Articles - Digital Transformation
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Professor Pierre Dussauge is diving into the new world of online learning. “The digitalization of higher education is still evolving,” he notes. “But the sooner we, as educators and learners, start working with these tools, the better we will understand how they can best enhance learning and optimize their use.”
“Digitalization deemphasizes the top-down dissemination of standardized knowledge. As an educator, you go from disseminating knowledge orally, via in-class lectures, to putting it online in a variety of formats, including written text, videos, quizzes, and so on. While, almost by definition, oral lectures are prepared in advance, providing such content online frees up class time for more discussion.
I see the increased emphasis on interactive learning and discussion as one of the primary advantages of digitalization, since for me it’s the more interesting part of learning.”
“But there are other advantages too. Notably, digitalization opens up higher education to people who wouldn’t be able to afford or access it otherwise, such as people living in remote locations. Similarly, digitalization makes it possible for some people to pursue higher education with less disruption to their lives. Individuals who are already managers in a company, with heavy workloads and important responsibilities, may find that online learning makes it easier to combine their professional and family commitments. The possibility with online learning to access your sessions when you want and learn at your own pace is a major advantage for many students. It all very much depends on individual learning styles and short or long-term professional goals.”
“To answer this question I think you first need to bear in mind the three key missions, or objectives, of higher education:
“The digitalization of higher education mainly affects the second segment: dissemination,” Pierre explains. “The truth is that online teaching is enhanced in some aspects but also downgraded in others. You can compare online learning to a textbook, but textbooks in which people will also be talking to you and asking you questions. However, unlike a textbook, online learning provides more tutoring and guidance as well as a rhythm (thanks to deadlines), with greater incentive to be assiduous about covering the material.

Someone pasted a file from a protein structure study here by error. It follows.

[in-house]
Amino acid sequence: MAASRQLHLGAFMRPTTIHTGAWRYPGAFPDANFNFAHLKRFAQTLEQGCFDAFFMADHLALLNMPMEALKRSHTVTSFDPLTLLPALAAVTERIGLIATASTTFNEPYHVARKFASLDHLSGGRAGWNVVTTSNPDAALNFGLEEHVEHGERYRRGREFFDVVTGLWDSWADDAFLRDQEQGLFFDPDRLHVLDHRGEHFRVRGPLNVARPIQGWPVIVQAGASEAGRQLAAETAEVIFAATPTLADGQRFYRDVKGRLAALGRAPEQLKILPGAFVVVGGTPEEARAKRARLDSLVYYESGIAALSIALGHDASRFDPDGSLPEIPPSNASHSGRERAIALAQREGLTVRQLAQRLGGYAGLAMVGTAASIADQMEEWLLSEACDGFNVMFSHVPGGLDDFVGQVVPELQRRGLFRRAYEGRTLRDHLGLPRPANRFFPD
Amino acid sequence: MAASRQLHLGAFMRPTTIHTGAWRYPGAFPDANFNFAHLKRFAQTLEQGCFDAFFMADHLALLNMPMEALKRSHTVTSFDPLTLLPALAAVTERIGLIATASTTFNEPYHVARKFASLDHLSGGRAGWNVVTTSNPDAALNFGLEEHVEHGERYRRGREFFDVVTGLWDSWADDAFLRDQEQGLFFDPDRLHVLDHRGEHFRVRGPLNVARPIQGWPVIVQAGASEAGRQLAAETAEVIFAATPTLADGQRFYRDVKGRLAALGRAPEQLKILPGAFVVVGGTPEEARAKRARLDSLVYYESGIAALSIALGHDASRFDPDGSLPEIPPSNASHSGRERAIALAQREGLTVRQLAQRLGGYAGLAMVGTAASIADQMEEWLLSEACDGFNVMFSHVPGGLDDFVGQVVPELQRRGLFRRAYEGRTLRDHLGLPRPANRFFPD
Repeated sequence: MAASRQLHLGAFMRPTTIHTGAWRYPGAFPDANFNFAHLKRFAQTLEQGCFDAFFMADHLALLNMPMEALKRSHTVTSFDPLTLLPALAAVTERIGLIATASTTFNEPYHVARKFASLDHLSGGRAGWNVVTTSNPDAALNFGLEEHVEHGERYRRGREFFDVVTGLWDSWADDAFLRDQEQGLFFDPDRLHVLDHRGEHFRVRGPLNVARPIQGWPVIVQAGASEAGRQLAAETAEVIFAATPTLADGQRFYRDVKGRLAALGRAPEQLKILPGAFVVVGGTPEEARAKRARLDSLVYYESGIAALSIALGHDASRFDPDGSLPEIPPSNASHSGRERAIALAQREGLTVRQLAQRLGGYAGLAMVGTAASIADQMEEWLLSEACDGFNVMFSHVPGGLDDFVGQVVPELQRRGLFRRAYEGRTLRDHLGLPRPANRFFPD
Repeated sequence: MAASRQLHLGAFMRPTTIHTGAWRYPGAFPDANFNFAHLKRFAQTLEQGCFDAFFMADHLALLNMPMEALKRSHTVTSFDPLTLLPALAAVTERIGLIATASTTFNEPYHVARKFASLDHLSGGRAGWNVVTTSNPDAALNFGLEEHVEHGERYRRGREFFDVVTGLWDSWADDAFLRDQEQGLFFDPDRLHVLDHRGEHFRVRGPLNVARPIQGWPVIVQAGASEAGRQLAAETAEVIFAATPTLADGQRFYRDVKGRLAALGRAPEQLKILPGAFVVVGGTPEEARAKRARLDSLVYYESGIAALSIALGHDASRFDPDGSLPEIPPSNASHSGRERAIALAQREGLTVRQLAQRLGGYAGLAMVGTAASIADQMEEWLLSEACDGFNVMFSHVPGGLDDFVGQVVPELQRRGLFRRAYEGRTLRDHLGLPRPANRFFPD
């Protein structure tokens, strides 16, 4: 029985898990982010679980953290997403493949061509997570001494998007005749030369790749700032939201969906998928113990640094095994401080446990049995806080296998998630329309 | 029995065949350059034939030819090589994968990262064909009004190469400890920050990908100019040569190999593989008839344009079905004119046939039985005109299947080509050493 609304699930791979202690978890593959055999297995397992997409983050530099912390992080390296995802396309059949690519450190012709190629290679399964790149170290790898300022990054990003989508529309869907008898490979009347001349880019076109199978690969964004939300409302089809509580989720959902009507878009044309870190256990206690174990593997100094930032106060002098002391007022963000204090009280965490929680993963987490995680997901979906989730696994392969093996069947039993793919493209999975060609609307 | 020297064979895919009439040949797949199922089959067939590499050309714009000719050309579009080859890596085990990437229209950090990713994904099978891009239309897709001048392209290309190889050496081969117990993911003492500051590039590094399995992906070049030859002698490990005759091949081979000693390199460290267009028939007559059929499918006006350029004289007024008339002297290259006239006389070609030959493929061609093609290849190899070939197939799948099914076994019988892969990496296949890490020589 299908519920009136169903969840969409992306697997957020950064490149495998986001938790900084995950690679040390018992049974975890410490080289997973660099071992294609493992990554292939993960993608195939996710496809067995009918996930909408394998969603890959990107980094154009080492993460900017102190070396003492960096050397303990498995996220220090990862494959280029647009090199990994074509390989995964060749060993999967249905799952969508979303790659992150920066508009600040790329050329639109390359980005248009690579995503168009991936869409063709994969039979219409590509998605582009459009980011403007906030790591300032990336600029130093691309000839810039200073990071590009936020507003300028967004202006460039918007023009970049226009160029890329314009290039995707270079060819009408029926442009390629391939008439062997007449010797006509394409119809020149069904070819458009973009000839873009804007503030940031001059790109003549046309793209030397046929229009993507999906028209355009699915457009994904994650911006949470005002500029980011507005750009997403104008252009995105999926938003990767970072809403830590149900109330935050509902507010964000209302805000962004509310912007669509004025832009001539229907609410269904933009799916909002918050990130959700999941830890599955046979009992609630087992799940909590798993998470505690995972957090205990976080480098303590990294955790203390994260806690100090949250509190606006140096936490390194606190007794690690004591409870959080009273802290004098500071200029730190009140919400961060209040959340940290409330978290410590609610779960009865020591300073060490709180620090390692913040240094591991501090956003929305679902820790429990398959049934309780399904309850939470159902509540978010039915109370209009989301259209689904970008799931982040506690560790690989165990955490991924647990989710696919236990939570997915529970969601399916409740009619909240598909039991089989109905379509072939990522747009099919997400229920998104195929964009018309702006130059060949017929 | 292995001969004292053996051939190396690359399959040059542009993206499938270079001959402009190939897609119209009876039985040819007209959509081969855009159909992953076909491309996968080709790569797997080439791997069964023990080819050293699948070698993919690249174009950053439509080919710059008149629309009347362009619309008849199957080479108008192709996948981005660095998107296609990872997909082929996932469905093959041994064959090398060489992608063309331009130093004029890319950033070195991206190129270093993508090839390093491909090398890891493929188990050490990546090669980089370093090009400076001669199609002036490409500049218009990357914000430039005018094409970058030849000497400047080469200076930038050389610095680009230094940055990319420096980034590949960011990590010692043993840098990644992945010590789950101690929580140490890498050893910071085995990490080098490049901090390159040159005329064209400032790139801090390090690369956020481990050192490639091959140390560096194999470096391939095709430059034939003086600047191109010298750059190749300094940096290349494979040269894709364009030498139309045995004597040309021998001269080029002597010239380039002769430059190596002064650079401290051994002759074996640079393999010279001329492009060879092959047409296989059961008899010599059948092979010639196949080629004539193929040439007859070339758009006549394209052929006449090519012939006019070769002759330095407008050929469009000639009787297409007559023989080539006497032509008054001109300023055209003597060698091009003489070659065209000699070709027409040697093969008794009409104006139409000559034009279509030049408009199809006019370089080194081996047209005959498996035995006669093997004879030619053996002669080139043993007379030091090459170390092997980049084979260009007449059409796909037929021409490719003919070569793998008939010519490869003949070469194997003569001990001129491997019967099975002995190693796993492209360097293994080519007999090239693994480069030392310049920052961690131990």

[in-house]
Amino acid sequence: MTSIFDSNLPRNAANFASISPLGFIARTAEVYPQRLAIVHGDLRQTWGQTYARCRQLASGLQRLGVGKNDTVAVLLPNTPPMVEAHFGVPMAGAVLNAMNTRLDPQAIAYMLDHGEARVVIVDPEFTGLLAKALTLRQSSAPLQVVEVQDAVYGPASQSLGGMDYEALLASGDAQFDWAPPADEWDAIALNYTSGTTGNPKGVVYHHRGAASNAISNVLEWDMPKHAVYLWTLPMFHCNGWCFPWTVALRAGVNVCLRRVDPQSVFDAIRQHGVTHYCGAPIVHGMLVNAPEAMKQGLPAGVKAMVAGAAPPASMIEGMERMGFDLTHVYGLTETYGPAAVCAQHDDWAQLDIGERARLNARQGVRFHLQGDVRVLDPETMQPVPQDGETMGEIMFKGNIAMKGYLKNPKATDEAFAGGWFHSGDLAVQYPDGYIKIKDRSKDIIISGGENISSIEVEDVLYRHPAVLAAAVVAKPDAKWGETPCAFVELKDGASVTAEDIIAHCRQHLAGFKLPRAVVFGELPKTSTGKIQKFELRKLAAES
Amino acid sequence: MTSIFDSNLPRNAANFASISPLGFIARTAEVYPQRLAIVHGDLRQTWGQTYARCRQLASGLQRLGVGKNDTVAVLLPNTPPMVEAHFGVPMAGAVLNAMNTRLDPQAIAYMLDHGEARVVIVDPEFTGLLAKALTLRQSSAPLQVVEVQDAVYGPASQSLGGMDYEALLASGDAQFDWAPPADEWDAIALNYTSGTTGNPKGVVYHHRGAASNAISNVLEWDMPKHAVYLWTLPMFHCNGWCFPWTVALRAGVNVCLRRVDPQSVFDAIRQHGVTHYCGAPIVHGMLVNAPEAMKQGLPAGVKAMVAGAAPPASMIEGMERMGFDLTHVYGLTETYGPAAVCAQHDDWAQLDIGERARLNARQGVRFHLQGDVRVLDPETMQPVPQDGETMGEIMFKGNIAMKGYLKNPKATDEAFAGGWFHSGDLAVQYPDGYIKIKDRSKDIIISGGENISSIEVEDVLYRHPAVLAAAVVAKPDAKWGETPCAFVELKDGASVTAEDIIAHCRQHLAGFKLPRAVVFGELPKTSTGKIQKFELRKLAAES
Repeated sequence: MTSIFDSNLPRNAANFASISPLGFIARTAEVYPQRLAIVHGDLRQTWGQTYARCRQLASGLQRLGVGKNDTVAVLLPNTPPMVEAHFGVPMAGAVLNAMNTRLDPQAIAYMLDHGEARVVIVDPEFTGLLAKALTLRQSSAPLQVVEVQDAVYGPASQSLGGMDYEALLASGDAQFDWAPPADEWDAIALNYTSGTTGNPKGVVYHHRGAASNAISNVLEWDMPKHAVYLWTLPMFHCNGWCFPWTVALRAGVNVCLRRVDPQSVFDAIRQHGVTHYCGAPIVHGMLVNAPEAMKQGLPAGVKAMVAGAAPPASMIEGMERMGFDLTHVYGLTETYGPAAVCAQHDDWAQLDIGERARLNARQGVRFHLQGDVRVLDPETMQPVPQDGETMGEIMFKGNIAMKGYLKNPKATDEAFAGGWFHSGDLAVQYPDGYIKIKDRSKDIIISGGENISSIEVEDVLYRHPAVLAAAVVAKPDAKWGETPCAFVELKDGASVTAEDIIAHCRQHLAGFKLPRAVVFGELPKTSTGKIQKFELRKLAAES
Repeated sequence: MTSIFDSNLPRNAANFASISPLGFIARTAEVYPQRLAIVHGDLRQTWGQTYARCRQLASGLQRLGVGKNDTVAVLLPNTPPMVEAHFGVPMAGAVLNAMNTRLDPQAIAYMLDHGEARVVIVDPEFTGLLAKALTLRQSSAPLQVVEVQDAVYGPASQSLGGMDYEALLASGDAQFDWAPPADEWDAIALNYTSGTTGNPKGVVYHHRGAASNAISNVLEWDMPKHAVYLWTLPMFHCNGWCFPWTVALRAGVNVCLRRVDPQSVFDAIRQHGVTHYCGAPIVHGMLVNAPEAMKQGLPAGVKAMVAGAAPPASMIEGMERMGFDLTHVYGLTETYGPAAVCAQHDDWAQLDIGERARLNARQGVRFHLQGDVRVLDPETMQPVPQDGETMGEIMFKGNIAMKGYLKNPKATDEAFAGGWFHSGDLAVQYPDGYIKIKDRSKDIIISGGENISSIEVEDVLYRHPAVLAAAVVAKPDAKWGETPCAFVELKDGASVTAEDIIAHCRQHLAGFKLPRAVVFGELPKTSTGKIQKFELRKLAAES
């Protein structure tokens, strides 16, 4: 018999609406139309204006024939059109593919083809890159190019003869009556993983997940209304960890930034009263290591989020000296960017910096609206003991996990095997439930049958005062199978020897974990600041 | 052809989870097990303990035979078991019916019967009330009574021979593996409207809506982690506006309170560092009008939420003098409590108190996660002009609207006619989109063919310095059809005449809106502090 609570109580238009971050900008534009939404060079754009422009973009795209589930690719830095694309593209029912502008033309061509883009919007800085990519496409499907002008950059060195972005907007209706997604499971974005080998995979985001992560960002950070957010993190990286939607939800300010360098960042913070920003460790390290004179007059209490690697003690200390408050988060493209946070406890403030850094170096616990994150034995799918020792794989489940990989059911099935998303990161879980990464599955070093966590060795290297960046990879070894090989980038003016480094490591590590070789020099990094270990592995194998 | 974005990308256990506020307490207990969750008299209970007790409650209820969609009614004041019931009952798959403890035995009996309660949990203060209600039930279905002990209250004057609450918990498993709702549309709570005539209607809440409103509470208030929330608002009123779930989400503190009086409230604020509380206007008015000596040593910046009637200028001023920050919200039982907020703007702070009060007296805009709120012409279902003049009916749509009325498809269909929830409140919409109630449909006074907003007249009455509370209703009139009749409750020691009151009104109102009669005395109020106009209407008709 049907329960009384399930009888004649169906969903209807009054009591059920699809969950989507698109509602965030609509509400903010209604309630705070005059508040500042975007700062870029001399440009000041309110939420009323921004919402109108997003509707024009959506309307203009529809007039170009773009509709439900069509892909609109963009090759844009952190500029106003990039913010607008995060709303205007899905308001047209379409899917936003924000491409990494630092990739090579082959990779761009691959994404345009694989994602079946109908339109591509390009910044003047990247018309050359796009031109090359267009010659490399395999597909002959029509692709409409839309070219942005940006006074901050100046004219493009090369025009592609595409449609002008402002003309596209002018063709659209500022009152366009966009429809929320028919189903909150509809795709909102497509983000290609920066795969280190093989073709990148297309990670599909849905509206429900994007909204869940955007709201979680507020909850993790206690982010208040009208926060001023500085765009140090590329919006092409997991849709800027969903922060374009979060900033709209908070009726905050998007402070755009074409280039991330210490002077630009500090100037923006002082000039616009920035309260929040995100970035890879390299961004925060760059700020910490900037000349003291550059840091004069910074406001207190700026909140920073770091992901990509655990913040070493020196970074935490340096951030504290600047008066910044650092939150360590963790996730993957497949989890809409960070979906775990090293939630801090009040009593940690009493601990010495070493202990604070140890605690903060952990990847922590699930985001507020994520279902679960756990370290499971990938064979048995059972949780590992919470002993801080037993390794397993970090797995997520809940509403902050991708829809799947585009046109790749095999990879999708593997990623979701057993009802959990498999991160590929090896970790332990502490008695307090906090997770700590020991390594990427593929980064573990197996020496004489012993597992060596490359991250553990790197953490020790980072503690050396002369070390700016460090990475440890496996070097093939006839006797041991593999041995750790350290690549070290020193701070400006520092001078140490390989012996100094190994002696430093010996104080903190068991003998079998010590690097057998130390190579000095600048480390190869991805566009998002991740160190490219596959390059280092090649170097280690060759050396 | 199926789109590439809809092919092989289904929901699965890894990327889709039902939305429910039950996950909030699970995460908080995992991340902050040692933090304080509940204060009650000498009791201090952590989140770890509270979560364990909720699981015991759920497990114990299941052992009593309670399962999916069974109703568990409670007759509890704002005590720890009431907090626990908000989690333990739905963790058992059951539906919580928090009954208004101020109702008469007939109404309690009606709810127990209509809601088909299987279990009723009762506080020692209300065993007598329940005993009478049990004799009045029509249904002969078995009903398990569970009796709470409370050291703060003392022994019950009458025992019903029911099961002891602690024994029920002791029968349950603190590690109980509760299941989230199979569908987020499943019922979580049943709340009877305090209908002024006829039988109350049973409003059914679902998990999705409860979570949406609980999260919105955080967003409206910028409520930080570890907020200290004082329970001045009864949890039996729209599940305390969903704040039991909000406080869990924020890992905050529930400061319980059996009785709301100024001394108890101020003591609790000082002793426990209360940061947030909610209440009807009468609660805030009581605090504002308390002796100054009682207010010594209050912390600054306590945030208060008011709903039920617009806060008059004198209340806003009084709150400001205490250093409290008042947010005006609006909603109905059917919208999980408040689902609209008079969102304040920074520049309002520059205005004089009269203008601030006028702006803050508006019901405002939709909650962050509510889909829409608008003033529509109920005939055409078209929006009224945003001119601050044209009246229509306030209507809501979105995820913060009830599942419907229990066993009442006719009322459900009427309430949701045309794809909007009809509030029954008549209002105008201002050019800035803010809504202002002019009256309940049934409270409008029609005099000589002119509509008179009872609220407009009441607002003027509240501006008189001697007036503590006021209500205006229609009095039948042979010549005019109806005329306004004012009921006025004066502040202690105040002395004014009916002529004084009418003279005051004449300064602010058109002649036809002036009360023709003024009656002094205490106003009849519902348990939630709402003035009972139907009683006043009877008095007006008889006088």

It is true, though, that an online setting does not provide certain elements of the in-class experience - notably, a lack of personal connection. In a classroom, there is a lot of interaction between participants, so people get to know each other and learn from one another. Having met someone physically increases personal connection far more than is possible online, even with webcasts and video conferences. Such limitations are why, for me, ideally online learning should not be a substitute to in-class learning but rather a complement to it.”
“The beauty is in finding the right balance between online and in-class learning, and the best way to make progress is to experiment with different combinations,” says Pierre. “The world of online learning is constantly evolving, and it is hard to predict where it is all going, with digitalization set to affect different disciplines in different ways. If we wait for it to be perfect before we get involved, then we will never get involved, which would be a pity. It’s a matter of familiarizing oneself with digital tools and platforms and using trial-and-error to figure out what works and what doesn’t.
Pierre was approached in December 2015 about the interest of HEC Paris Executive Education in launching a series of online learning certificates. “It was good timing,” he says. “I had just ended a four-year term as Dean of Faculty, so I was open to taking on a new project. I took it as an opportunity to get involved in the world of online learning.”
This year Pierre has been putting together an Online Certificate in Strategy, which is set to launch at the end of September 2016. “It follows the same format, with three four-week courses, used by HEC Paris Professor Pascal Quiry in his Online Certificate in Finance, which was launched just over a year ago. The Online Certificate involves a significant amount of course work and participants only receive the certificate if they pass all the exams. The Online Certificate in Finance has shown that the program creates a strong bond among the participants with many of them meeting up after classes to work on specific aspects of the course and network. It’s a high quality and challenging program, which is enabling many people who otherwise wouldn’t be able to access my courses, for reasons of affordability and logistics, to participate. Shifting to an online setting forced me to rethink how I present information.”